Jul 09

NENA – “99 Red Balloons”

FT + Popular46 comments • 9,701 views

#532, 3rd March 1984, video

1984 was pop’s year of war. I’m not talking about Macca or Nena or Frankie: it was the moment I most keenly felt the charts as a battleground. There was a cosmic struggle raging in the Top 40 between the awesome and the terrible and in some huge and undefinable way it mattered which side won each week. Before this point I’d experienced the charts as a source of pleasure – the bad stuff rubbed up against the good but it hardly bothered me. After this, my concept of what pop included started to expand – the war continued but with the Sunday evening chart only one of its (many, many) fronts.

Unfortunately, looking back the actual sides in this private war weren’t truly determined by some righteous perception of perfect pop. Instead the casus belli in 1984 was simple and grubby: was it a girls’ record? Did they like it? Did they sing it? If so – to the dumper! Nena very much included – I hated this record fiercely: it was silly, it was sappy, it squelched. And to make it worse, Nena’s offhand, gamine bounce brought on that special pre-adolescent kind of “DO NOT WANT” where the “NOT” cuts in and out like a bad radio signal.

The version of her song we got – unlike almost anywhere else, the US included – is the English version, with the lyrics more rewritten than translated. The shift in emphasis matters. Both versions sing armageddon as a domino topple – once the baloons set the process going, the end of the world is an inevitability. But in the German version this happens with little human input – the people involved are tools of the process, and it’s a sad parable of a world doomed by systems. The English version is more savage. Here humanity gleefully digs its own grave, in a Strangelove style vision of a war nobody starts and nobody survives but everybody deep-down wants. “This is it boys! This is war!”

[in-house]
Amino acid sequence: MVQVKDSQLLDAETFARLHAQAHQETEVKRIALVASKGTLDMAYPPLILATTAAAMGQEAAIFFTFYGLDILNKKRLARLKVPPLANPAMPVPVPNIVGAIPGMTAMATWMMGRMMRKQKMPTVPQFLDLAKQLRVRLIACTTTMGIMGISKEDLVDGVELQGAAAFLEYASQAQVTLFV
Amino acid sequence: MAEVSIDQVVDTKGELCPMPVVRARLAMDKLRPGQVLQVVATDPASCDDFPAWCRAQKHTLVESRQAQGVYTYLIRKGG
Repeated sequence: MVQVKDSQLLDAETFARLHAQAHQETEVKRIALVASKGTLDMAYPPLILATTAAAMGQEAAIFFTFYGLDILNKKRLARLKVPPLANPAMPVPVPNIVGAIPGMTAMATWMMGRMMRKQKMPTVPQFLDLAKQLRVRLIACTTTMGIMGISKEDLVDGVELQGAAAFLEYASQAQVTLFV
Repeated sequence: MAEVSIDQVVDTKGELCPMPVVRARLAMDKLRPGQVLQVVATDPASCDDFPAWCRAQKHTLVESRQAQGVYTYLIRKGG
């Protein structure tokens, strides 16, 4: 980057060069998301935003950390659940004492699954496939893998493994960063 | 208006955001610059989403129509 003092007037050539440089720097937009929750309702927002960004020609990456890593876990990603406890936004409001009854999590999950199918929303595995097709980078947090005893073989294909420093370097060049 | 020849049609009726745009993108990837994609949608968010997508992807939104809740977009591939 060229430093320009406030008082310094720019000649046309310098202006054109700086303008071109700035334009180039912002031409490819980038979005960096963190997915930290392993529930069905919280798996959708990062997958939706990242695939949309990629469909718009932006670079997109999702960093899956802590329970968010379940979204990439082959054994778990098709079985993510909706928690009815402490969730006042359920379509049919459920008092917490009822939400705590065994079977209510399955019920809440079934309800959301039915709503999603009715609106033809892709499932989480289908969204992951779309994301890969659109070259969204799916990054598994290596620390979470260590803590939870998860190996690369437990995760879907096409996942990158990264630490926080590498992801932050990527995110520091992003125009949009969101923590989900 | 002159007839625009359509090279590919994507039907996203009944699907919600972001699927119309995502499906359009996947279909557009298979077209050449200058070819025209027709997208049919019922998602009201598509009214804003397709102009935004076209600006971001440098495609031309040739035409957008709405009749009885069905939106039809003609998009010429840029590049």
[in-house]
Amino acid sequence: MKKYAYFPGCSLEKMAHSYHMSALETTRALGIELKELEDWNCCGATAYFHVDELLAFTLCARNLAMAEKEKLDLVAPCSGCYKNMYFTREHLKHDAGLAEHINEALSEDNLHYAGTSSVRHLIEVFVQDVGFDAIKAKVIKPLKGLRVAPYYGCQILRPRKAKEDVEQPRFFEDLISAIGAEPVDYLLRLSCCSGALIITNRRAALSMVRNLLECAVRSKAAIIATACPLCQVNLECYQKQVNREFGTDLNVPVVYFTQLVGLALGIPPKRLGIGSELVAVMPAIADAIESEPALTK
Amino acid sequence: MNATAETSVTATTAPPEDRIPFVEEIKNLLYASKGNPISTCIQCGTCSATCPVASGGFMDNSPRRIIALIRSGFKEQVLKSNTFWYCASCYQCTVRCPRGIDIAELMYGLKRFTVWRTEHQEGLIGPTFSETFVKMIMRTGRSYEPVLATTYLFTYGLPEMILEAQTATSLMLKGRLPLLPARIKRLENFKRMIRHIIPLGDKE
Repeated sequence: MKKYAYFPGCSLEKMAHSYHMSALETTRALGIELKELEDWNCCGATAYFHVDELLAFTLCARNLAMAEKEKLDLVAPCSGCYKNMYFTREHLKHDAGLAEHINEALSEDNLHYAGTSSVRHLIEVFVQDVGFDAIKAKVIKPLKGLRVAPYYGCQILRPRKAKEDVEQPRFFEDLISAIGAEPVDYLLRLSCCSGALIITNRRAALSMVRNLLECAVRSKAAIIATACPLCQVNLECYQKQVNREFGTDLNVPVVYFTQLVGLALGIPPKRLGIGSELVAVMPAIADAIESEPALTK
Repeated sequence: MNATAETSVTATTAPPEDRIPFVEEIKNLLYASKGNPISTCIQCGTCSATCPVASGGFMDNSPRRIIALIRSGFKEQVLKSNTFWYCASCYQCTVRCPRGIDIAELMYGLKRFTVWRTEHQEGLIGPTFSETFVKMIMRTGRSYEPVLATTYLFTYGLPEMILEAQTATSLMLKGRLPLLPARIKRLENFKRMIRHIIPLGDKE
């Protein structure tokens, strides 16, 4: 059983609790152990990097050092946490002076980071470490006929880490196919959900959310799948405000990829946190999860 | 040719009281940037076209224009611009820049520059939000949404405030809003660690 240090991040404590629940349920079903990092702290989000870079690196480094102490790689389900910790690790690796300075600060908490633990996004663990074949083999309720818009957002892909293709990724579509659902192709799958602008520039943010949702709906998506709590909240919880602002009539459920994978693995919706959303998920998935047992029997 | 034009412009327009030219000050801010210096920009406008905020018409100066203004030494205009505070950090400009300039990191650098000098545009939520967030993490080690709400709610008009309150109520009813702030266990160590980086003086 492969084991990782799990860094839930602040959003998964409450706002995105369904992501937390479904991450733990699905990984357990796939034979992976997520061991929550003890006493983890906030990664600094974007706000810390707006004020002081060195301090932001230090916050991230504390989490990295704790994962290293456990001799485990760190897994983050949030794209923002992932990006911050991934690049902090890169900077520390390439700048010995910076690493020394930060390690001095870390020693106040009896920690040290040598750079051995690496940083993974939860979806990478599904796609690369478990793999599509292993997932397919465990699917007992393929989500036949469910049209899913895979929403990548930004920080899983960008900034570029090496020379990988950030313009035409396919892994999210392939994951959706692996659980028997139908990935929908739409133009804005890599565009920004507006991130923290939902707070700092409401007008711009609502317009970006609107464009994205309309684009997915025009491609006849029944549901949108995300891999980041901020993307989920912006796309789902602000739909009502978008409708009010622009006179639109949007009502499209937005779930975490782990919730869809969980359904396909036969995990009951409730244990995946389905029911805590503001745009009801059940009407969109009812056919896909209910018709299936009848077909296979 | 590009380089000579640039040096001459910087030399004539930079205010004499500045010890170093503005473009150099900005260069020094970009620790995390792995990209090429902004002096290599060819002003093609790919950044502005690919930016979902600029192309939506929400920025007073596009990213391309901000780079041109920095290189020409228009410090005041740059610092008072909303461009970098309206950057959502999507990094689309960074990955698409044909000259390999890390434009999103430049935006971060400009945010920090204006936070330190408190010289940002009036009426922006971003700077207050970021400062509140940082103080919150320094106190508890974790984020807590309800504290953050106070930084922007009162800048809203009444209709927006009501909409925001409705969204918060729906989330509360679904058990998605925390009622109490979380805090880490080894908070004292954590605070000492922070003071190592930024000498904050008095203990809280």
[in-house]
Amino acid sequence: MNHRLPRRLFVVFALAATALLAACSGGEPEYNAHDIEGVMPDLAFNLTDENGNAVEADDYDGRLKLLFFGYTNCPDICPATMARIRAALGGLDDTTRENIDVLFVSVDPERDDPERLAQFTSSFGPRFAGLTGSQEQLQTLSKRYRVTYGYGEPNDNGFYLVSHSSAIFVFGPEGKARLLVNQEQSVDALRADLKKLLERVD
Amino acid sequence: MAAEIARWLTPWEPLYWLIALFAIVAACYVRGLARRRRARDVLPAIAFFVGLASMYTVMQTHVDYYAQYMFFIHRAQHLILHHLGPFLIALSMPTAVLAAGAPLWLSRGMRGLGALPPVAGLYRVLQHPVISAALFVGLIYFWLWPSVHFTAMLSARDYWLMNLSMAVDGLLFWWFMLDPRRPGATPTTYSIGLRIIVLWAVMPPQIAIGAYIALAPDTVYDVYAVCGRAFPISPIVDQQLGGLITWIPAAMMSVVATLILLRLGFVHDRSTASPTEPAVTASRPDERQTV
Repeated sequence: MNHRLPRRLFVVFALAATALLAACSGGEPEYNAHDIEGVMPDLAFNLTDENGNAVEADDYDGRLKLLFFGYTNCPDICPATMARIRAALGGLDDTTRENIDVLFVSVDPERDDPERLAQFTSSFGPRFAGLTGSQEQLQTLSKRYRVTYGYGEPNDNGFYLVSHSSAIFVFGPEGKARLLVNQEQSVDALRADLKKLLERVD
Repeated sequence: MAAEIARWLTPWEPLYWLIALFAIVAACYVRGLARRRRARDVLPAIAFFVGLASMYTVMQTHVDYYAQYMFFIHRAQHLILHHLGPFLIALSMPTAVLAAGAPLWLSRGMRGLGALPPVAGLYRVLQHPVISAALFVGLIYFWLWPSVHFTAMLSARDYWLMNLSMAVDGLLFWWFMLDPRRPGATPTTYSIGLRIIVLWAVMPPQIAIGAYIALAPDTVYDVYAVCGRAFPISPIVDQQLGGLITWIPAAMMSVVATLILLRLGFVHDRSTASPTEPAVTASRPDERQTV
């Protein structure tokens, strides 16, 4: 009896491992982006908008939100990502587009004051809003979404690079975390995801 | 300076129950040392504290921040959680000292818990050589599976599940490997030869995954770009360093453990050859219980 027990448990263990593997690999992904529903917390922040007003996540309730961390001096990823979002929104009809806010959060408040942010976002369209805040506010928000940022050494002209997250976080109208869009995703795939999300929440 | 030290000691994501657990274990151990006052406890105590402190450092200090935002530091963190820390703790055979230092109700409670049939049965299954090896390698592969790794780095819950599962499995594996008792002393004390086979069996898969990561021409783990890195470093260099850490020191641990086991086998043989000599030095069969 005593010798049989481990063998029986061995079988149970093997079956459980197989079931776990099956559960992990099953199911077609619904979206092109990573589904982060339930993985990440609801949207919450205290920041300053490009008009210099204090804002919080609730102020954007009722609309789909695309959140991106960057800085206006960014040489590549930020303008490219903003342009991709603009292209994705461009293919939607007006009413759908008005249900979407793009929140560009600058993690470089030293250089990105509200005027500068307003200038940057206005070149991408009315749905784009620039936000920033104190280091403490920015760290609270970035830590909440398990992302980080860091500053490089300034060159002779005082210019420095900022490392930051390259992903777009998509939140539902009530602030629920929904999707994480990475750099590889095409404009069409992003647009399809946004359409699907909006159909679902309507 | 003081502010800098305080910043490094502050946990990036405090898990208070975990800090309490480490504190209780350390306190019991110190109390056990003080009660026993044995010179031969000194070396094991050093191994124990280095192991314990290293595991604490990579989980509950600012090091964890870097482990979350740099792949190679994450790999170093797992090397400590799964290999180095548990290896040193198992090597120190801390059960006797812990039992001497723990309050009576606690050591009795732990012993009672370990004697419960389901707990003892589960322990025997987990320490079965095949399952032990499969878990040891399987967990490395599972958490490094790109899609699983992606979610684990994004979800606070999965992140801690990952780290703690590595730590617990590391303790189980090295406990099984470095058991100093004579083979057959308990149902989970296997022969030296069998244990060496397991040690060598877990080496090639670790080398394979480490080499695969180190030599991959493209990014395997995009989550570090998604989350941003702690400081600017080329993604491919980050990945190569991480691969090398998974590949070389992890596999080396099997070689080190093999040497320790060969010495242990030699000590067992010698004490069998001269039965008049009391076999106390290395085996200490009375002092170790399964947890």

This version fits the music a lot better – its quickening tempo, its sense of release, the way the groove gradually liberates itself from that opening duck-walk and lets the song become a swirling, bumping kids’ party before it suddenly stops for the sad little coda. The downside is that you have a fine, husky voice singing lyrics in a second language and getting the phrasing slightly off – poor puns like “standing pretty” get worse when sung so haltingly. German, in any case, is a very underrated rock language – those thick crunches of consonants! So migration works an odd trick on “99 Luftballons”, changing it into a sharper song but a tweer performance.



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  1. 31
    JonnyB on 1 Aug 2009 #

    Oh dear. I always thought it was a song about balloons.

    I’ll listen to it again. Lyrics sort of pass me by a lot of the time, which is a bit odd cos I’m a writer an’ all that… but when I listen to music it’s the tune and production and stuff that grab me, and it never really occurs to listen out for the words unless there’s a particularly grabbing line somewhere. Obviously there are exceptions. Anyway, what a great pop song! Of all the ones written about in this series, this has subsequently earwormed the most – by far.

  2. 32
    peter goodlaws on 1 Aug 2009 #